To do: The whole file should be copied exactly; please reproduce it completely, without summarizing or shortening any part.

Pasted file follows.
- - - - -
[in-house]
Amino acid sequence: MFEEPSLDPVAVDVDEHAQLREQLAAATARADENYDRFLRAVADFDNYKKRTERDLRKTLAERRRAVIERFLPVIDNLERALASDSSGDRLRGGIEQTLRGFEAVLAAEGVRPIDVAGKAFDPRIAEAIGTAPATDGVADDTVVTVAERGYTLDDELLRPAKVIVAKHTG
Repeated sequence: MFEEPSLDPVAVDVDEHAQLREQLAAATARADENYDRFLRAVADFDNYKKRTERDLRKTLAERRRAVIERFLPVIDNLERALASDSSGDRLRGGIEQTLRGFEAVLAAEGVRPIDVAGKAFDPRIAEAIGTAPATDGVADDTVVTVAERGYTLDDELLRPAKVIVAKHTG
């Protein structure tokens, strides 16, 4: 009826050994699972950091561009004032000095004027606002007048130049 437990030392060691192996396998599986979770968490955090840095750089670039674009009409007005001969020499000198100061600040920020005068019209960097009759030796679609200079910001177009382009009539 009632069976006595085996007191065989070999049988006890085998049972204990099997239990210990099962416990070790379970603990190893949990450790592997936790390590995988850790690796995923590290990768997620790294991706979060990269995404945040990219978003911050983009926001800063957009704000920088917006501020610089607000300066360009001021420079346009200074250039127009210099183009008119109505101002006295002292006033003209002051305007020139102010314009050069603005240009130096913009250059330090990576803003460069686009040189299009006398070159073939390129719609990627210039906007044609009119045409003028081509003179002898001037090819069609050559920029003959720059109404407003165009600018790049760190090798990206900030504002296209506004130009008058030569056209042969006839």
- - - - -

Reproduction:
[in-house]
Amino acid sequence: MFEEPSLDPVAVDVDEHAQLREQLAAATARADENYDRFLRAVADFDNYKKRTERDLRKTLAERRRAVIERFLPVIDNLERALASDSSGDRLRGGIEQTLRGFEAVLAAEGVRPIDVAGKAFDPRIAEAIGTAPATDGVADDTVVTVAERGYTLDDELLRPAKVIVAKHTG
Repeated sequence: MFEEPSLDPVAVDVDEHAQLREQLAAATARADENYDRFLRAVADFDNYKKRTERDLRKTLAERRRAVIERFLPVIDNLERALASDSSGDRLRGGIEQTLRGFEAVLAAEGVRPIDVAGKAFDPRIAEAIGTAPATDGVADDTVVTVAERGYTLDDELLRPAKVIVAKHTG
């Protein structure tokens, strides 16, 4: 009826050994699972950091561009004032000095004027606002007048130049 437990030392060691192996396998599986979770968490955090840095750089670039674009009409007005001969020499000198100061600040920020005068019209960097009759030796679609200079910001177009382009009539 009632069976006595085996007191065989070999049988006890085998049972204990099997239990210990099962416990070790379970603990190893949990450790592997936790390590995988850790690796995923590290990768997620790294991706979060990269995404945040990219978003911050983009926001800063957009704000920088917006501020610089607000300066360009001021420079346009200074250039127009210099183009008119109505101002006295002292006033003209002051305007020139102010314009050069603005240009130096913009250059330090990576803003460069686009040189299009006398070159073939390129719609990627210039906007044609009119045409003028081509003179002898001037090819069609050559920029003959720059109404407003165009600018790049760190090798990206900030504002296209506004130009008058030569056209042969006839």